Im in the final stages of my Slimline Dominator restoration. She is the Green and Dove Grey.
What colour should be around the Norton writing on the tank badge. A family member keeps telling me it should be Red but i cant imagine it would look right with Green and dove grey tank.
Ive seen badges painted Red, black, Off white or Dove grey and also left Chrome.
Green , its only red on a red bike. However checking my own two tone 99 the badge is painted around the lettering with dove grey to match the lower tank . I think thats how they were done orriginally. Not to worry though, your bike is far too pretty to use , I will be happy to take it off your hands for a paltry sum and park up as an ornament !!.
Nothing better to do ,so I have gone thro my books looking at early photos of tank badges. I would say that there are more two tone bikes with the dove badge inset, but there are also two tone early SS bikes with the tank main colour used in the badge . So not conclusive . The darker colours are more practical ,not showing the grime.
I have an unrestored Green/ dove grey ES2 and the badge is definitely green.
I am fairly certain that not all the Slimline Models had badges with painted logo backgrounds. This appears to have only been a factory trim perk on certain models at certain times. Plus the painted section did not always reflect the tank colour.
If you check the attached factory brochure for 1961 with the two tone Green / Dove Grey finish it shows no painted badges. Whereas later Red Atlas and 650 Silver tanks have either a Black section or Chrome.
The catalogued Featherbed framed singles and many of the lightweight models also have bare badges; some without even the knee rubbers. I initially thought that perhaps just the De Luxe models had painted badges but this is not a golden rule either.
Trust you to throw another spanner in the works Phil, Just when we thought we had it sorted !! Now we have 3 options plus that crazy one on the 650 std ?
Robert.....you are quite correct. The 650 Standard Petrol Tank appears to be a creation to please all. It has the paintwork of a late model 7 applied to a Slimline tank with some Slimline badges added to modernise it. Some of this model were sold with grey seats. Others with what was desrcibed as a 'new tank'. I am guessing this was the basic later 99 type with out the silver panel.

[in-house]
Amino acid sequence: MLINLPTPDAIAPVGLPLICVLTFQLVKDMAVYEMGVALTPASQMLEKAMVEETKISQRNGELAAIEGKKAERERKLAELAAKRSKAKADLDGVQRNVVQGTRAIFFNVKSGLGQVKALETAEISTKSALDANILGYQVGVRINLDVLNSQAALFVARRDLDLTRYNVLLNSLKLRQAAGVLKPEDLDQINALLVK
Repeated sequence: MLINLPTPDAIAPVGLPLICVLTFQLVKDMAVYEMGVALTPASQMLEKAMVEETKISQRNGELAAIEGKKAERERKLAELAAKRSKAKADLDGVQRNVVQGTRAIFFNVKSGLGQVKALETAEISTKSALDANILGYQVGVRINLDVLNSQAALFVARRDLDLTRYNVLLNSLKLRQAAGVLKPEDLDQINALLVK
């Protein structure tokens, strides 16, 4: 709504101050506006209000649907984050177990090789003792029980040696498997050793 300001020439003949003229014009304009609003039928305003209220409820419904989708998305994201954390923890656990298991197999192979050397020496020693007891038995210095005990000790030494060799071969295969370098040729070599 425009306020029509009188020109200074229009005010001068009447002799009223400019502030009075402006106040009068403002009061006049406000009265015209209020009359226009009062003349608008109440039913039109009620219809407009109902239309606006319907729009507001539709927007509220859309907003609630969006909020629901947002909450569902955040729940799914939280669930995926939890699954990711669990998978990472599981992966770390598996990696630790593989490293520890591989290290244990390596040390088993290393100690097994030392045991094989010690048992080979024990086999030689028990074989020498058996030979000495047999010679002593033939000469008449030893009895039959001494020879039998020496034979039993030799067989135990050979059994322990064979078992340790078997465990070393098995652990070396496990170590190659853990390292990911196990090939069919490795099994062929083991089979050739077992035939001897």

Not many of these models were manufactured and sold. I don't think the sales figure passed 300 but the records regarding this version are very difficult to decipher. The 650 DeLuxe had equally low sales but all of these are trounced by the 650 Western of which only about 11 were manufactured. This bike was basically a 650SS but painted completely Blue........Frame, Tank, etc. It was also known as the Westie or Westerner but the change of name still do help it sell.
The Westerner appears to have a black inset badge against the blue tank. Another option ?.I wonder what the "new tank" meant , Perhaps a clearance of the left over stock of the Manxman ? and its specially long seat.Or just the shifting of the filler cap from left to right.
That suggestion of moving the filler position would make sense. It always seemed bonkers to have both the tank filler and side-stand on the left. Norton did get its Slimline tanks from two independent suppliers. The same with the silencers.
I thought the filler moved from left to right when they started selling side stands. Filler on left caused fuel leaks with a full tank.
My 99 had a side stand when built in 1959 well before they moved the tank cap.
Most Dominator models had a prop / side stand of some kind. The very early Model 7s had 3 stands in total. A main (centre), prop (side) on the front left engine plate and an extra stand hinged on the front forks that bolted through the back of the mudguard.
The Featherbeds had a frame mounted prop / side stand on the left. So how did riders manage in the USA and Europe??? Maybe all the roads were flat in those days.
A couple of Atlas and 650SS models had special prop / side stands with different backing brackets. Possibly these were designed to overcome the problem many owners experienced of operating the bike's side stand and then watching their pride and joy slowly slump over and bounce on the ground.
All the 'stand' numbers are listed in the DSN update.